Webcomics: Entertainment for the New Millennium
Independent webcomics are, generally speaking, a lot more interesting than the comics you can read in the newspaper – they have the space and the freedom to experiment artistically and tackle controversial or niche subjects, and women aren't as underrepresented. Here are just four current comics written and drawn by women that are worth checking out. Got one you love that you want other readers to know about? Leave it in the comments section!
Octopus Pie (Meredith Gran)
Cynical antihero Eve Ning and her happy-go-lucky roommate, Hanna Thompson, have adventures in Brooklyn and sometimes beyond. A well-developed group of characters helps make the absurd and visually inventive storylines (stoners vs. nerds laser tag battle, organic supermarket sweep, renaissance faire romance) seem bizarre but not entirely unrealistic. Also, Eve's ethnicity is not the focus of the strip! Woohoo!
Girls With Slingshots (Danielle Corsetto)
A group of metropolitan twentysomethings hang out in bars and cafes, trying to navigate sex, love, careers and everything in between. It's like Friends, but with a racially and sexually diverse cast of characters, realistic financial situations, talking cacti, Internet jokes, female masturbation jokes – oh, and it's actually funny. How funny, you ask? So funny that I read more than 800 strips, in, um, two days.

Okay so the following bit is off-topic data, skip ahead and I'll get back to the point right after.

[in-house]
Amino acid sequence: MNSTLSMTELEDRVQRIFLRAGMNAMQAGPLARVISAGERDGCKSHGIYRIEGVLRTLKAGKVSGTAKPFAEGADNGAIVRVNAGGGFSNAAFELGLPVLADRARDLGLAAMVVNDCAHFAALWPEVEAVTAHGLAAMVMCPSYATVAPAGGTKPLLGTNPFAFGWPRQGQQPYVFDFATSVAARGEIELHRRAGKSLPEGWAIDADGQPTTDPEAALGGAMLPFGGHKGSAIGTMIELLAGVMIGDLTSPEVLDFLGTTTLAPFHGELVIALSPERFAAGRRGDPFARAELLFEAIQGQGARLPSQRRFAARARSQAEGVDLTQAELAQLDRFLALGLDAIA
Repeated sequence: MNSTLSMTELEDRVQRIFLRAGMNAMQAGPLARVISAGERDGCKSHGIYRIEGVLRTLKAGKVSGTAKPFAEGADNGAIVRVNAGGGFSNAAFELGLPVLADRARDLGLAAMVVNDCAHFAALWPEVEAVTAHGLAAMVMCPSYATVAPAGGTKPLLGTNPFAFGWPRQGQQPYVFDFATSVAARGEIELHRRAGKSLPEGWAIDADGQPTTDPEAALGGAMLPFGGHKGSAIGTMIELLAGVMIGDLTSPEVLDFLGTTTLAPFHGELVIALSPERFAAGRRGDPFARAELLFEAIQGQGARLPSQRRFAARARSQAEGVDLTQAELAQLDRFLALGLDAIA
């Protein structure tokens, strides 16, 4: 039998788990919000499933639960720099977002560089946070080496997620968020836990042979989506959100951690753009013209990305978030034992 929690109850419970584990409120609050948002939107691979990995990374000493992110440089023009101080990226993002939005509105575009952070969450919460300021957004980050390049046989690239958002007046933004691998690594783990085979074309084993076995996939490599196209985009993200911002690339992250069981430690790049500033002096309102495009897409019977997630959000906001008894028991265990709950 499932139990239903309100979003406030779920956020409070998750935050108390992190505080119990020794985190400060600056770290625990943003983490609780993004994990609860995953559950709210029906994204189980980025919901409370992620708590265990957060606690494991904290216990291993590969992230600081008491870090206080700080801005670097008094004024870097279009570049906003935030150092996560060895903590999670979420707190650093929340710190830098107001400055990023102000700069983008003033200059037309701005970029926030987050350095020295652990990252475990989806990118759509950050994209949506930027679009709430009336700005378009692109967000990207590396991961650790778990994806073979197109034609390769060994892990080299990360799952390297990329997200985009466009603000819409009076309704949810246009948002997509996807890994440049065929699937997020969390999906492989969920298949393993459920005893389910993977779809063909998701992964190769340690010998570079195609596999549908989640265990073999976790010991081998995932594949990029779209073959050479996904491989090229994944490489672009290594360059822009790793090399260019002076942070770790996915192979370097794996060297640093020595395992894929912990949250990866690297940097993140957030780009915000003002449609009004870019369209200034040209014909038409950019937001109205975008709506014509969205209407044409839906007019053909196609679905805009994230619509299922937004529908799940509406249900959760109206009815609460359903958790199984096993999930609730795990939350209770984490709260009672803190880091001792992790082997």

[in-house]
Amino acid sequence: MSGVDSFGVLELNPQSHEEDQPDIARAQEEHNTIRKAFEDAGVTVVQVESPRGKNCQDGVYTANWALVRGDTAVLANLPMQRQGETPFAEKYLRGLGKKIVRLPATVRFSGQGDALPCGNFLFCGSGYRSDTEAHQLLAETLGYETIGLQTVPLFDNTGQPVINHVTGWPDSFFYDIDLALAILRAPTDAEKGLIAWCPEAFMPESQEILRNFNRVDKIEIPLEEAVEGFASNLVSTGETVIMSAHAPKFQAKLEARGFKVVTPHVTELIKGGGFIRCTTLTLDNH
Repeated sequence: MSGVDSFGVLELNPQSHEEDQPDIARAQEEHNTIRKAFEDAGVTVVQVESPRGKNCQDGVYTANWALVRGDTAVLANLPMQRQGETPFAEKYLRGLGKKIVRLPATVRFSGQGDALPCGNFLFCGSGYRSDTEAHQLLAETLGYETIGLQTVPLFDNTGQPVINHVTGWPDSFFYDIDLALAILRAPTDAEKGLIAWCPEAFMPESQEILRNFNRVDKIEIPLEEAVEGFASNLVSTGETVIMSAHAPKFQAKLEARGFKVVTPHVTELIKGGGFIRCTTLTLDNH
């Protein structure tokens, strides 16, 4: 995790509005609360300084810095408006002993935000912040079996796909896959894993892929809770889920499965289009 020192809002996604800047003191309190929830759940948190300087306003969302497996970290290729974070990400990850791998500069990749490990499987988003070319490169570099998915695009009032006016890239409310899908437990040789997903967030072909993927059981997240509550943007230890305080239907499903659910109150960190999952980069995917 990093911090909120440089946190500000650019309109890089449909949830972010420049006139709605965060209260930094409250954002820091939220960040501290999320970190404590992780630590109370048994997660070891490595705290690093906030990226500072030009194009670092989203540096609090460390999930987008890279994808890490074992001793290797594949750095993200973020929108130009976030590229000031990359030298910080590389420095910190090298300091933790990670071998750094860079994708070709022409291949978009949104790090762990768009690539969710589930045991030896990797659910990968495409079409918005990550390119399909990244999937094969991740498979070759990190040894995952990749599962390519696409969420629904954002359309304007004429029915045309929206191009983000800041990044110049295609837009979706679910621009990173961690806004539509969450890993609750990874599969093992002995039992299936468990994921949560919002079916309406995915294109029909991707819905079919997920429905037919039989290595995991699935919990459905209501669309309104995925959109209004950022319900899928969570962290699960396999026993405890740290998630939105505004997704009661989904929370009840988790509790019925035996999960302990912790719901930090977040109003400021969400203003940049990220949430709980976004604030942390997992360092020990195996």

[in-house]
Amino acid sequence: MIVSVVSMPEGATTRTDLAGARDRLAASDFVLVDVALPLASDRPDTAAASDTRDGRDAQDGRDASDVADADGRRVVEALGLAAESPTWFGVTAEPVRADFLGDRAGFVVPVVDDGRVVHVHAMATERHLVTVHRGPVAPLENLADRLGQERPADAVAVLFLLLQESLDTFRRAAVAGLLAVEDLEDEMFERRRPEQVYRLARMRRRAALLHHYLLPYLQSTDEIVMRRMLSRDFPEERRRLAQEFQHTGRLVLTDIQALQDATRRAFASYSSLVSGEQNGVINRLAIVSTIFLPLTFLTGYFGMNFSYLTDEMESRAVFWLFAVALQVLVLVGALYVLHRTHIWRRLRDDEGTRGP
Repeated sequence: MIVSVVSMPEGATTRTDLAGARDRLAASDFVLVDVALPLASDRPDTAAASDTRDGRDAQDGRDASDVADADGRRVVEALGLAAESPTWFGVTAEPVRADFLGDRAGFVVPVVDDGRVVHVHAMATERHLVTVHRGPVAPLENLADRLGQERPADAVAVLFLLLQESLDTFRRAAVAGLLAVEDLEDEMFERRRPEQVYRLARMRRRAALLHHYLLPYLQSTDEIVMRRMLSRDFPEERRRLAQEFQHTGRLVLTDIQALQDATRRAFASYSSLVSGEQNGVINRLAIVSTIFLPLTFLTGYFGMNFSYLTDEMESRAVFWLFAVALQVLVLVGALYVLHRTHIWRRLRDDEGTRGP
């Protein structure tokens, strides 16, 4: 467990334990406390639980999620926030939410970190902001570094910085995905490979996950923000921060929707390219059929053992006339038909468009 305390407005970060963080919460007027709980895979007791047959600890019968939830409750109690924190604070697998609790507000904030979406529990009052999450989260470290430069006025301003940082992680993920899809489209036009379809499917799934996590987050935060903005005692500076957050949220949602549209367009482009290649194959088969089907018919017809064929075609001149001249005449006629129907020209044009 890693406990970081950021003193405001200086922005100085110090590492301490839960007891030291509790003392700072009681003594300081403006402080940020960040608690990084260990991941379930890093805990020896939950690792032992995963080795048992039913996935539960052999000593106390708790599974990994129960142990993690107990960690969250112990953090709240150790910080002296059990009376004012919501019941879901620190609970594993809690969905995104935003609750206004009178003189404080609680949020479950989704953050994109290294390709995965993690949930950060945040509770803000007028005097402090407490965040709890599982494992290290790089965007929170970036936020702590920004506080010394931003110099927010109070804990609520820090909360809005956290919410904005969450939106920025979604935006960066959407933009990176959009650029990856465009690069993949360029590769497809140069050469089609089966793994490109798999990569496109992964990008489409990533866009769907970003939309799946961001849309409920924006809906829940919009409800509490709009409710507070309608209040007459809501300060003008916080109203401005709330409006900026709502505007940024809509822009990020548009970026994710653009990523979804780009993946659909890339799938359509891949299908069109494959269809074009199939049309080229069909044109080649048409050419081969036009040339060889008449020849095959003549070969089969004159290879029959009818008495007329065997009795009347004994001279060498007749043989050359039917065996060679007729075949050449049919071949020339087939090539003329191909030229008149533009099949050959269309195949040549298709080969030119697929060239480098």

DAR (Erika Moen)
Autobiographical comic strips are hard to do right, but it helps when the autobiographer is unflinchingly honest, consistently funny and totally badass. The earlier DAR strips are more conceptual and artsy (and beautiful), then about midway through it becomes more straightforward autobiography tempered with poop jokes.
Hark! A Vagrant (Kate Beaton)
Canadian cartoonist Kate Beaton's brilliant webcomic (previously featured on our fall 2008 Bitch List) specializes in fictionalized or nonsensical tales of historical figures both famous and obscure. Occasionally these involve complex jokes requiring solid background knowledge of, say, the history of Newfoundland; also mixed in are autobiographical tales, tongue-in-cheek Darcy fanfics and crudely-drawn single-panel cartoons that are like Natalie Dee but way funnier. Where else can you find queens, kings, pirates, prime ministers, saucy mermaids, Shetland ponies, Pope Action Comics and a healthy dose of Mountie humor all in one place? Thanks, Internet (and Kate Beaton).
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